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Pink Floyd's Floating Concert In Venice That Forced The City Council To Resign, 1989

The 1989 Pink Floyd concert in Venice on a floating stage next to San Marco’s Square gathered over 200,000 fans in the crowd and unintentionally resulted in the mayor and the entire city council resigning in the aftermath of their performance.

The city authorities had arranged for a free concert to take place in Venice’s historic Piazza San Marco which would be shown on television in more than 12 countries. The council justified it by saying that Venice “must be open to new trends, including rock music”.

The news was met with excitement by many but also with anger by many Venetians. Many older Venetians wanted to ban the concert. They felt that it would be a logistical nightmare that would potentially destroy the ancient facades and monuments.

Also, it would be eroding the cultural integrity of the event that was planned just around the same time as the concert, the Redenetore (The Redeemer Festival).

“Historic centres should not be used for performances that are incompatible with their historic nature,” Augusto Salvadori, a former Venice commissioner for tourism, told the New York Times. “If they want rock, let them do it in a football stadium, but not in the Piazza San Marco.”

The city’s superintendent for cultural heritage “vetoed the concert” three days before its July 15 date, “on the grounds that the amplified sound would damage the mosaics of St. Mark’s Basilica, while the whole piazza could very well sink under the weight of so many people.”

An accord was finally reached when the band offered to lower the decibel levels from 100 to 60 and perform on a floating stage 200 yards from the square, which would join “a long history… of floating ephemeral architectures” on the canals and lagoons of Venice.

Filmed by state-run television RAI, the spectacle was broadcast “in over 20 countries with an estimated audience of almost 100 million.” Due to time restrictions of live TV, some songs were left out and others shortened in places.

Around the stage, you could see many traditional Venetian boats, classic Venetian rowing boats like the sandalo and other classic boats like the Sanpierotta.

San Marco square was loaded to full capacity. Many in attendance have said it was one of the greatest concerts they ever experienced.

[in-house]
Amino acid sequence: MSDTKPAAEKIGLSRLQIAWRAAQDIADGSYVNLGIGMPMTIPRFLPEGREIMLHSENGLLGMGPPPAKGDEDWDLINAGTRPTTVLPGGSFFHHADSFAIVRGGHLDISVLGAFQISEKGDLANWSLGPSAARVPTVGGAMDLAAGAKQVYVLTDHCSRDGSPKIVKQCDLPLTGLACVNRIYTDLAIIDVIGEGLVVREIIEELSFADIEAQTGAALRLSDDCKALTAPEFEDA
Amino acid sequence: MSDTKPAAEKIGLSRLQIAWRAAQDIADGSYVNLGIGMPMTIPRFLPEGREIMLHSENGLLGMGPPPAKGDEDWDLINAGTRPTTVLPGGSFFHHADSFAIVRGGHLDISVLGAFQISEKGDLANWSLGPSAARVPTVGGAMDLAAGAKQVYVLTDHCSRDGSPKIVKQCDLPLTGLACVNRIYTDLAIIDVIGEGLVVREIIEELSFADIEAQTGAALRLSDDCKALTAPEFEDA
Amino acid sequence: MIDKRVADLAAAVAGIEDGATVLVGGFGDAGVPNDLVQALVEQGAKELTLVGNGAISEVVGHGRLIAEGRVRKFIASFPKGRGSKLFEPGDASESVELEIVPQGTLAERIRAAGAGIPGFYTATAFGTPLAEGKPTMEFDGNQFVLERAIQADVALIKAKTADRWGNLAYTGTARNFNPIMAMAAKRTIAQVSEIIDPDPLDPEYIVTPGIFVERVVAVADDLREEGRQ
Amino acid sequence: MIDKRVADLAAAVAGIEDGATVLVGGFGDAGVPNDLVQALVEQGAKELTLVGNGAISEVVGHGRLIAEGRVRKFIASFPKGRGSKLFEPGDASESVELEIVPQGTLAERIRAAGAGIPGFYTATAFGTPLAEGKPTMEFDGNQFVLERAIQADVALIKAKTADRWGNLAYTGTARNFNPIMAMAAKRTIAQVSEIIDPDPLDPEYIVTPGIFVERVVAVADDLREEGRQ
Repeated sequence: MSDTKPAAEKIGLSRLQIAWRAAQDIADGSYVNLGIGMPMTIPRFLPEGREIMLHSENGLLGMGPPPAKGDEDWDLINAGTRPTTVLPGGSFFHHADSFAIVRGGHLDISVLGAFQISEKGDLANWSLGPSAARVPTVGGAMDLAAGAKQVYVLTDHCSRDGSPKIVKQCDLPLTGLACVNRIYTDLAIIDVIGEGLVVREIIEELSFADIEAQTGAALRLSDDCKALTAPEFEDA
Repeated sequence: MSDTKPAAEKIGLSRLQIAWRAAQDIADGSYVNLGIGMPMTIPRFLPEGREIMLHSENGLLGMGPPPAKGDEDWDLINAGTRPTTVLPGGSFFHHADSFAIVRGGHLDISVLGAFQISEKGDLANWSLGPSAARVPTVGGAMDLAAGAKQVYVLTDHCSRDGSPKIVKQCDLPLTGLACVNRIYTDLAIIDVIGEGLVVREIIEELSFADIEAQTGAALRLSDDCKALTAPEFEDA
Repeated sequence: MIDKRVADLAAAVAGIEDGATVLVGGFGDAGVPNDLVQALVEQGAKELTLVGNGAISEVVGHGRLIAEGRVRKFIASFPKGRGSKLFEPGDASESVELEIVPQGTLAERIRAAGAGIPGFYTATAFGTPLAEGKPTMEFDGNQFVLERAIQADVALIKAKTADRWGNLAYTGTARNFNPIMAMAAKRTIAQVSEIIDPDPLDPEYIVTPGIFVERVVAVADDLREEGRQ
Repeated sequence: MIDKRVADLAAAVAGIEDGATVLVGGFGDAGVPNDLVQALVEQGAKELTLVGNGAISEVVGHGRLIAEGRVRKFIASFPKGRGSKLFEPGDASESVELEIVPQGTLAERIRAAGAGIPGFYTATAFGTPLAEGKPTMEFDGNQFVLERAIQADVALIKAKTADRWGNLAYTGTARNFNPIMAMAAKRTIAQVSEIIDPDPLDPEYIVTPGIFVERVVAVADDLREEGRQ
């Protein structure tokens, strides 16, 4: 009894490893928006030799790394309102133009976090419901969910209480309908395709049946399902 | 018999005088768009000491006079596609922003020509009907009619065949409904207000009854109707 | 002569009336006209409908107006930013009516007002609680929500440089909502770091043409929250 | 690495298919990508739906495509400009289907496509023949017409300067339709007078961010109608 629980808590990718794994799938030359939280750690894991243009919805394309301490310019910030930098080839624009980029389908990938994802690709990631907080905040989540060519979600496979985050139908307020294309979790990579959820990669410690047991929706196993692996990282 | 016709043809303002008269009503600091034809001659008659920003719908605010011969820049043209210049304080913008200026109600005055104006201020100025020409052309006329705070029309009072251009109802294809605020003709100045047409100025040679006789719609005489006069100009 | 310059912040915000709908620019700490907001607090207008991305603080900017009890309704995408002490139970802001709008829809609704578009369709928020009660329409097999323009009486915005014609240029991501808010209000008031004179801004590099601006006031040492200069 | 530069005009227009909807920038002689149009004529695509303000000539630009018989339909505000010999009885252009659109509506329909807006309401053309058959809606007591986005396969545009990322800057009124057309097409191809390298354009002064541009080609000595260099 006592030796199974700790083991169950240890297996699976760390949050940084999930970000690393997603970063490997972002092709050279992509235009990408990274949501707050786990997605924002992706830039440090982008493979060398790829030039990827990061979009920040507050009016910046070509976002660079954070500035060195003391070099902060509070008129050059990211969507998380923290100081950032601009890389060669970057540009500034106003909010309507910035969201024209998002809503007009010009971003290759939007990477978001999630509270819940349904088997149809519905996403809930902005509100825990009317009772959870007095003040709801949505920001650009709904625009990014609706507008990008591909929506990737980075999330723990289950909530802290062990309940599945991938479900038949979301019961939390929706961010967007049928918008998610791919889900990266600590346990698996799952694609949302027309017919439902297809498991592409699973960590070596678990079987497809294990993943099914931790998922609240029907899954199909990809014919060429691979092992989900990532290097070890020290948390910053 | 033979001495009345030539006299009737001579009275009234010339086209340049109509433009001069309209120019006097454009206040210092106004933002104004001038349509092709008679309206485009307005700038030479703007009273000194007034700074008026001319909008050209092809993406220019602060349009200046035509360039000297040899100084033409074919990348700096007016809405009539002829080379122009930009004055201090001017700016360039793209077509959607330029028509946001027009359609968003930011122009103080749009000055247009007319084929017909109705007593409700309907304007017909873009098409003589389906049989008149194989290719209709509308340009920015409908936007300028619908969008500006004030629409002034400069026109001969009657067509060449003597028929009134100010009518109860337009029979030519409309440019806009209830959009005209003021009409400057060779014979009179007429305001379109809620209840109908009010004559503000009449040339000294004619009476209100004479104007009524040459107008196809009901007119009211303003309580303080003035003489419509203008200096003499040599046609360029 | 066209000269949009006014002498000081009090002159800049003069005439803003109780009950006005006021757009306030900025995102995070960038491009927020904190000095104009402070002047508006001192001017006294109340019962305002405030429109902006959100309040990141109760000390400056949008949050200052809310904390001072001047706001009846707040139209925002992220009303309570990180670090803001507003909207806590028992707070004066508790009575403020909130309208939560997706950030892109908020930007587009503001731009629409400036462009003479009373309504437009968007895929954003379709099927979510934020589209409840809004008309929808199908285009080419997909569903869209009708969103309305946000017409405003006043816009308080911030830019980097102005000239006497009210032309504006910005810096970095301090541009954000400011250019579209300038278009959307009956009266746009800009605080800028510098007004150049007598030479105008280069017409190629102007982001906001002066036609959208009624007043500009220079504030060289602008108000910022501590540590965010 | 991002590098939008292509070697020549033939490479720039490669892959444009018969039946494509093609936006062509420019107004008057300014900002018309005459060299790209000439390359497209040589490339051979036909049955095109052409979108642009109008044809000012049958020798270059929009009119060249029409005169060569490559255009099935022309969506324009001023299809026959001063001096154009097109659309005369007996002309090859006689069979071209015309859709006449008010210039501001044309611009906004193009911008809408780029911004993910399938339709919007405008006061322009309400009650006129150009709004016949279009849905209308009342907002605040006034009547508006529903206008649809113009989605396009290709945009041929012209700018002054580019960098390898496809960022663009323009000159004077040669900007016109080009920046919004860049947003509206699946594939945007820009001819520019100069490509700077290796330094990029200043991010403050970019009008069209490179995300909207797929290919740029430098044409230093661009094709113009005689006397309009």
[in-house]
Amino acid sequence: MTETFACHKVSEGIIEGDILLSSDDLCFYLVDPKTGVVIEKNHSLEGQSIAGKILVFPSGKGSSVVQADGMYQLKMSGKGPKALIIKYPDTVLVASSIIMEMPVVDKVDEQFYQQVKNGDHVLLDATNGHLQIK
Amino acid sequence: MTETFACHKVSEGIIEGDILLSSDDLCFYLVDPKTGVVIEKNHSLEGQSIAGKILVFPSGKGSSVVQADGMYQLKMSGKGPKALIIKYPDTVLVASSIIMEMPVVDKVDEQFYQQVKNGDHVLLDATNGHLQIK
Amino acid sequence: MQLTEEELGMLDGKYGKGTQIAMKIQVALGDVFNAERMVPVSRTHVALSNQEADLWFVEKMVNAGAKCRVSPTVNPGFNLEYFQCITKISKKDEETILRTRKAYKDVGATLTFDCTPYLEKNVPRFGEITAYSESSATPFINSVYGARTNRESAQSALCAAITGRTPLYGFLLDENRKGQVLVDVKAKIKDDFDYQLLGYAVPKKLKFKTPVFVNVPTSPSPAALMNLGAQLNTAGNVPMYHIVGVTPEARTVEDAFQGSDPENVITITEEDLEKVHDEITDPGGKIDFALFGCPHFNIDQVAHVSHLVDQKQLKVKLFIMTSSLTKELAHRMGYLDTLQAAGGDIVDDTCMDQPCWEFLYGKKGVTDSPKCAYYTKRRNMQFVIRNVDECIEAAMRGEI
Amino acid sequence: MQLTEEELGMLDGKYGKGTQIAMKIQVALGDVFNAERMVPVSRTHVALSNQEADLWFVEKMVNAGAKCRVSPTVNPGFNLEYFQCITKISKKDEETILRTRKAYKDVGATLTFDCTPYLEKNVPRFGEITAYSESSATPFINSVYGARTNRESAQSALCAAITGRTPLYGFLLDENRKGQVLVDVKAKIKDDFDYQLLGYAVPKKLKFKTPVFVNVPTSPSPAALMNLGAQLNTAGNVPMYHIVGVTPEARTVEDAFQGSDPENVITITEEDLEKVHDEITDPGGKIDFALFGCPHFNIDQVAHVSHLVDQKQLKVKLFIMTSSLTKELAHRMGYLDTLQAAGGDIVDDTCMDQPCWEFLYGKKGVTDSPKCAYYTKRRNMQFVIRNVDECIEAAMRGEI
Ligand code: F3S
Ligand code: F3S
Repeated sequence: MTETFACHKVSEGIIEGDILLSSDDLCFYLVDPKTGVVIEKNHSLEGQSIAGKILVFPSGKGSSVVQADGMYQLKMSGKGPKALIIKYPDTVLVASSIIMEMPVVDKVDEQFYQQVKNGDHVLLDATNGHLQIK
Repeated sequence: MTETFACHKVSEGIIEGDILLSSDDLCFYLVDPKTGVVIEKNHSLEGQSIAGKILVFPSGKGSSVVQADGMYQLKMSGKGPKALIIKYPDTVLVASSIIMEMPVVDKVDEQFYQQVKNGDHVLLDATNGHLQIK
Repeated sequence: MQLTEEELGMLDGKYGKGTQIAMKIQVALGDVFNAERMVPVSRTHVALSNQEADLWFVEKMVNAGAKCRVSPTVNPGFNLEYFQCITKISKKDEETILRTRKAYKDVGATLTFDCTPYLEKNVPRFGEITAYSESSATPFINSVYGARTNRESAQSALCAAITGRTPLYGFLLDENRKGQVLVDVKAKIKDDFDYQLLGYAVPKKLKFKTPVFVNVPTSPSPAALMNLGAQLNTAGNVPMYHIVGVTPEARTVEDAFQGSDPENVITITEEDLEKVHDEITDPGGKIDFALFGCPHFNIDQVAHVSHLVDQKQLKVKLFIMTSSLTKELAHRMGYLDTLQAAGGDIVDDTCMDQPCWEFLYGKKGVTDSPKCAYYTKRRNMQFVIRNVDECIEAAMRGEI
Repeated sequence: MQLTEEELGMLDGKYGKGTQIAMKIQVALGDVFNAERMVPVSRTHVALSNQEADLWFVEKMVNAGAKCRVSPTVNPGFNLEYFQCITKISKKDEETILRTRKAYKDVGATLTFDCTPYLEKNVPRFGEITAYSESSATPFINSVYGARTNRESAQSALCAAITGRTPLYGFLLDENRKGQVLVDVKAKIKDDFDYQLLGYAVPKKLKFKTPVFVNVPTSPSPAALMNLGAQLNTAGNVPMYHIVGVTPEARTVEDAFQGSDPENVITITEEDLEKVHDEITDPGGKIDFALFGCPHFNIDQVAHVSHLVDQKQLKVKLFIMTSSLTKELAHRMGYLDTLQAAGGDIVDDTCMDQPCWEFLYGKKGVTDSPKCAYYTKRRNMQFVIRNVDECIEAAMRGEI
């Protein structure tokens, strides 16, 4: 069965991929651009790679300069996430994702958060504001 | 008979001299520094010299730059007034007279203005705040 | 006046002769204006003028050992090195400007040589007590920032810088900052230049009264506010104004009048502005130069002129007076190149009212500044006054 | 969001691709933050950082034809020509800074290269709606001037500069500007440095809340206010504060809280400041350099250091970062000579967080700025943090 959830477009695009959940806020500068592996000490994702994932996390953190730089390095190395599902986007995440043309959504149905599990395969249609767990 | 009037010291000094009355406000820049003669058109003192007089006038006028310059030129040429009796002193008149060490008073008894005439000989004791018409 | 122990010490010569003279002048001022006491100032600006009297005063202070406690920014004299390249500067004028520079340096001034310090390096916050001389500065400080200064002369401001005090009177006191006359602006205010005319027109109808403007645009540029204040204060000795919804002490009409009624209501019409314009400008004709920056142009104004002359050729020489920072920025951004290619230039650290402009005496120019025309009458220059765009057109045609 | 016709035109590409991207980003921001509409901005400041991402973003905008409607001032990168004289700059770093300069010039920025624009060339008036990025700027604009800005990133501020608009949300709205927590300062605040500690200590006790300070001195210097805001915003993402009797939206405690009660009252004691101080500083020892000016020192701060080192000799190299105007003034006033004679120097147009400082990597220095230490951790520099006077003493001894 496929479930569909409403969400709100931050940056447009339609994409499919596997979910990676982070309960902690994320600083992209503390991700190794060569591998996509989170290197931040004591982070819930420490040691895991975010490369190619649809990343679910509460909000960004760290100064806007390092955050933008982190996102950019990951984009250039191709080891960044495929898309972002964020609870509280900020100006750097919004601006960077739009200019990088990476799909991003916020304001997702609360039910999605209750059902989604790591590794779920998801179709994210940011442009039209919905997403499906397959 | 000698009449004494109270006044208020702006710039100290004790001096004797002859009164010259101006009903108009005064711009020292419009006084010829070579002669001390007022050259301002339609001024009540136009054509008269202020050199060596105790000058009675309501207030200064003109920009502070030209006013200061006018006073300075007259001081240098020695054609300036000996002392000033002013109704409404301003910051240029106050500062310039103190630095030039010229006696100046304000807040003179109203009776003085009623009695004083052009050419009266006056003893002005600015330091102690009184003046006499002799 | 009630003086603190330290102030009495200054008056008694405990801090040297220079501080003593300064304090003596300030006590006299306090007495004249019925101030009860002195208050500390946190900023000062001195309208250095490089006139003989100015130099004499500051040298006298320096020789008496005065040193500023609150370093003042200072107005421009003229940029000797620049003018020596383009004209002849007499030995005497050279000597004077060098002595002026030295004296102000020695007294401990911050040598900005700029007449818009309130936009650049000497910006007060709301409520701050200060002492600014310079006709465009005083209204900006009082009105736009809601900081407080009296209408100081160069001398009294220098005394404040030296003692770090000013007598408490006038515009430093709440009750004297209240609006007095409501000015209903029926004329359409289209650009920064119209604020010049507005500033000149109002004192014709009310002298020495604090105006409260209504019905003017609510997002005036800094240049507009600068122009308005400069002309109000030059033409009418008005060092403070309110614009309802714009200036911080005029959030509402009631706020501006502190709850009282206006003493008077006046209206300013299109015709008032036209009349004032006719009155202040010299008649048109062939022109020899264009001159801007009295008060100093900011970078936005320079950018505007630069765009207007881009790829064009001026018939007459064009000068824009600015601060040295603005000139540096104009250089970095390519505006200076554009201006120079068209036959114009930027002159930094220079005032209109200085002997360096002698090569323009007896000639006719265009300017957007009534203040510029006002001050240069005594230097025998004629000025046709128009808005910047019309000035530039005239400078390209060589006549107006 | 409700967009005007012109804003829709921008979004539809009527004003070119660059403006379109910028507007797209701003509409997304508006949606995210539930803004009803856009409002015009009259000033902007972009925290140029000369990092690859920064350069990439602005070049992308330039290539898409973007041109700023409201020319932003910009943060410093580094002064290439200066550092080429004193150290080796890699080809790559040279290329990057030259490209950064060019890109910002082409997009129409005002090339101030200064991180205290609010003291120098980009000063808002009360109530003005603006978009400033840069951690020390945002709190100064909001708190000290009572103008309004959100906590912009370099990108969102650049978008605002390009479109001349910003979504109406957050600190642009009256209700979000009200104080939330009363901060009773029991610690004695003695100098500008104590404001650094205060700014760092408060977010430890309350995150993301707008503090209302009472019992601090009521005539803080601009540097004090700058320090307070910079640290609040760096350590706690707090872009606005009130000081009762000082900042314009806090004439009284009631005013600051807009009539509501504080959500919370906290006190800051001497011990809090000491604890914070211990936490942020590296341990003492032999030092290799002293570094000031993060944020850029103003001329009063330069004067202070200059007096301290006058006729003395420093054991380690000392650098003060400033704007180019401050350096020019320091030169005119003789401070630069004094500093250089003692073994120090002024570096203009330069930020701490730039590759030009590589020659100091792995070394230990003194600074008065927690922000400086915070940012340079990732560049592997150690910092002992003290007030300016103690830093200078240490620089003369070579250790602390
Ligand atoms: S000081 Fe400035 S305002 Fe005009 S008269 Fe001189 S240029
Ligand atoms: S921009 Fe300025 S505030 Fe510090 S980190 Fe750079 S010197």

The audience actually ended up doing the most damage. Officials said that they left behind 300 tons of garbage and 500 cubic meters of empty cans and bottles. And because the city didn’t provide portable bathrooms, concertgoers relieved themselves on the monuments and walls.

Enraged afterward, residents shouted down the Mayor Antonio Casellati, who attempted a public rapprochement two days later, with cries of “resign, resign, you’ve turned Venice into a toilet.” Casellati did so, along with the entire city council who had brought him to power.

According to David Gilmour: “The Venice show was great fun, but it was very tense and nerve-wracking. We had a specific length of show to do; the satellite broadcasting meant we had to get it absolutely precise.

We had the list of songs, and we’d shortened them, which we’d never done before. I had a big clock with a red digital read-out on the floor in front of me, and had the start time of each number on a piece of paper. If we were coming near the start time of the next number, I just had to wrap up the one we were on.

We had a really good time, but the city authorities who had agreed to provide the services of security, toilets, food, completely reneged on everything they were supposed to do, and then tried to blame all the subsequent problems on us.”

In the end, the band may have taken down the city’s government, but they put on an amazing show–one the Italian fans, and the millions who watched from home, will never forget.

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